To try and make every Hackathon unique we have a different logo that our designers create and the last couple of years have introduced a theme to help the creation of the logo. For the Hackathon during lockdown (2020) the theme was around hacking at home and the next year was around being able to return to the office and hack together again. Having these logos also meant we could create posters to get some buzz about the Hackathon and we can use the logos on our swag and make some unique merchandise for people (more on swag in another section).

The 2021 Hackathon logo

Creating teams

There’s different ways we have done this in the past. We used to have a physical board where people could post their ideas and then we would host a pitching event where people could ‘sell’ their idea to participants and then people would join the team of the idea they liked the most. After listening to feedback and to help make the Hackathon more inclusive and accessible, we decided to switch to a Confluence page. This allowed people to post their idea and other participants could read through and sign themselves up to the idea they wanted to work on or reach out to the idea originator for more details. This way does mean we need to send more comms and set a deadline for team formations so we can keep the timeline on track and make sure people don’t leave joining the team to the last minute.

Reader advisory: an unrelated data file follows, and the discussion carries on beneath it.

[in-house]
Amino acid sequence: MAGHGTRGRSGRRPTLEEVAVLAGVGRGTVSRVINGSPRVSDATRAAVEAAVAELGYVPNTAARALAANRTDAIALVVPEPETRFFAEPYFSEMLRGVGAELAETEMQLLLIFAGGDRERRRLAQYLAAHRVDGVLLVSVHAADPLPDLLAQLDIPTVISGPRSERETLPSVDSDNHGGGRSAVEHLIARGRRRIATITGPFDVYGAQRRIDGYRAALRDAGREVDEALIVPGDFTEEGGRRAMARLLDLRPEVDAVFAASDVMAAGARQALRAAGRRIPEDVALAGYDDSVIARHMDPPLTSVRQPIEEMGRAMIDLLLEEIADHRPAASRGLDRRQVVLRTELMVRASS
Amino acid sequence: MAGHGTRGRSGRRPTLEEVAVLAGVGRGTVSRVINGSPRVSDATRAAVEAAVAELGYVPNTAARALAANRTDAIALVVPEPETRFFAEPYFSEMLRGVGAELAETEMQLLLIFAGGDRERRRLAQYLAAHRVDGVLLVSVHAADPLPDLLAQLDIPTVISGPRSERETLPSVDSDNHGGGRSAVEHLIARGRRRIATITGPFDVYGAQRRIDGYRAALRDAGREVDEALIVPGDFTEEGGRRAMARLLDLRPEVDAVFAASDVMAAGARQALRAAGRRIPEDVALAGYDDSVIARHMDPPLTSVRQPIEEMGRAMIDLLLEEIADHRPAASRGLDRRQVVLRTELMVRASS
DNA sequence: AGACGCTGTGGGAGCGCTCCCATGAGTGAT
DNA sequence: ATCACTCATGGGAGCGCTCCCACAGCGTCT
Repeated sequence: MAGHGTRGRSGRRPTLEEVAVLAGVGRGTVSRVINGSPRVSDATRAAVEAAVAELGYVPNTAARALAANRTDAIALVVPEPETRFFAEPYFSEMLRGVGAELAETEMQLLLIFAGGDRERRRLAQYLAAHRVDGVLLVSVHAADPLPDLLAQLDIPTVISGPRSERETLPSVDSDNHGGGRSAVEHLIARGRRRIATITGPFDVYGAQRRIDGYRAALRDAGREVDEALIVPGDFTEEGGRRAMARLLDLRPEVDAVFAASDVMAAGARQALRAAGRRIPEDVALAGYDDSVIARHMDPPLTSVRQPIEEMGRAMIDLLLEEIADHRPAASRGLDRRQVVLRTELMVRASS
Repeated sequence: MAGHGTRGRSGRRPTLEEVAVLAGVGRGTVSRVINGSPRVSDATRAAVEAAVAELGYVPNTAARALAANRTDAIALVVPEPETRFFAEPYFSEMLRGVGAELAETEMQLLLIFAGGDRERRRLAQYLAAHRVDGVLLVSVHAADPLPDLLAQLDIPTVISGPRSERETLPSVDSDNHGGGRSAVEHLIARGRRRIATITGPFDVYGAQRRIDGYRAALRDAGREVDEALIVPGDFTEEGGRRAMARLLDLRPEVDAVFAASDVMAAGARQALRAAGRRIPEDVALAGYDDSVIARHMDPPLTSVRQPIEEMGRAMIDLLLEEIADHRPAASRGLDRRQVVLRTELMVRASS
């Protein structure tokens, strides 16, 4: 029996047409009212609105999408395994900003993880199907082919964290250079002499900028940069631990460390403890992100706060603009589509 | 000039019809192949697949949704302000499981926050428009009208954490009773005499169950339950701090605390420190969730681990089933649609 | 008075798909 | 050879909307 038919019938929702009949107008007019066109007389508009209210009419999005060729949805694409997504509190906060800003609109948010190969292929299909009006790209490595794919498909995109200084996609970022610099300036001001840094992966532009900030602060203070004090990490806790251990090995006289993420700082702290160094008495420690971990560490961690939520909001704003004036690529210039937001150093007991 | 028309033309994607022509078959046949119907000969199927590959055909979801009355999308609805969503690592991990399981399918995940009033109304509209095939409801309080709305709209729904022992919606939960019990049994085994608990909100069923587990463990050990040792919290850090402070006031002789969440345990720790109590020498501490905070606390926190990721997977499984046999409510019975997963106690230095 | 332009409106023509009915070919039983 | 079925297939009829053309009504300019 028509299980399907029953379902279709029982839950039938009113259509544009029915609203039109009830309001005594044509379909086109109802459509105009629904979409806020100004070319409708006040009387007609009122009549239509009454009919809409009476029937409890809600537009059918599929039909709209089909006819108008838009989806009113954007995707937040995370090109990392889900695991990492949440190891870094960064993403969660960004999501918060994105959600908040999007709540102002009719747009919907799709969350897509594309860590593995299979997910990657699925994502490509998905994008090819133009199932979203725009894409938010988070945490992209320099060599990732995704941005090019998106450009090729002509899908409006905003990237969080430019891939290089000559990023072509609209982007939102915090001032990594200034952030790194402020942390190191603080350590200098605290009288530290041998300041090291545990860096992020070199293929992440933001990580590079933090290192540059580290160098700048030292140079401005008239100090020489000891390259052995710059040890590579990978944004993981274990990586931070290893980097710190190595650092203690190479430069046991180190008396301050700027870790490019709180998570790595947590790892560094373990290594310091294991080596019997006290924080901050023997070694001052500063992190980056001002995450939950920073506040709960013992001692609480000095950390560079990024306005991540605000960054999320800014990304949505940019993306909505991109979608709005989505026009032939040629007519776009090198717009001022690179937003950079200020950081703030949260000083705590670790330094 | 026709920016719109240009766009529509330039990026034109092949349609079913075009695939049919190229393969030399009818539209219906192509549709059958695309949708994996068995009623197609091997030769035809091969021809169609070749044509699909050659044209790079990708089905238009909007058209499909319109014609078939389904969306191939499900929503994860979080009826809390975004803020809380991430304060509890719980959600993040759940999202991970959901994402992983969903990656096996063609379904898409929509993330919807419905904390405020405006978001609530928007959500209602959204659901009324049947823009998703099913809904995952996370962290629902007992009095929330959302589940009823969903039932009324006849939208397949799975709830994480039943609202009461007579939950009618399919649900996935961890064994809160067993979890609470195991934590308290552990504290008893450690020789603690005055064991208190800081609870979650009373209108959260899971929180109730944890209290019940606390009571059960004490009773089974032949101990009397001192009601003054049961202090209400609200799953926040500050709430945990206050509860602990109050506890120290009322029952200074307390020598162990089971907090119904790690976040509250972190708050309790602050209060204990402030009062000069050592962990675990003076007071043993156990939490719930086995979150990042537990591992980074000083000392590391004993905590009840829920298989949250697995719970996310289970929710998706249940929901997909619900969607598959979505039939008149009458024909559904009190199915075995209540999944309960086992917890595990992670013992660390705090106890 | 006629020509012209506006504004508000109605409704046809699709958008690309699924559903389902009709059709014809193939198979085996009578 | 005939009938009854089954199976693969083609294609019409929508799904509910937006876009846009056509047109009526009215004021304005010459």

Below is an example of how we document ideas:

We promote people working in a team instead of hacking solo because it allows people to work with different peers, increases collaboration, offers the opportunity to support each other, get more done in 3 days and more importantly, they’re likely to have more fun if they’re on a team!

Ordering Swag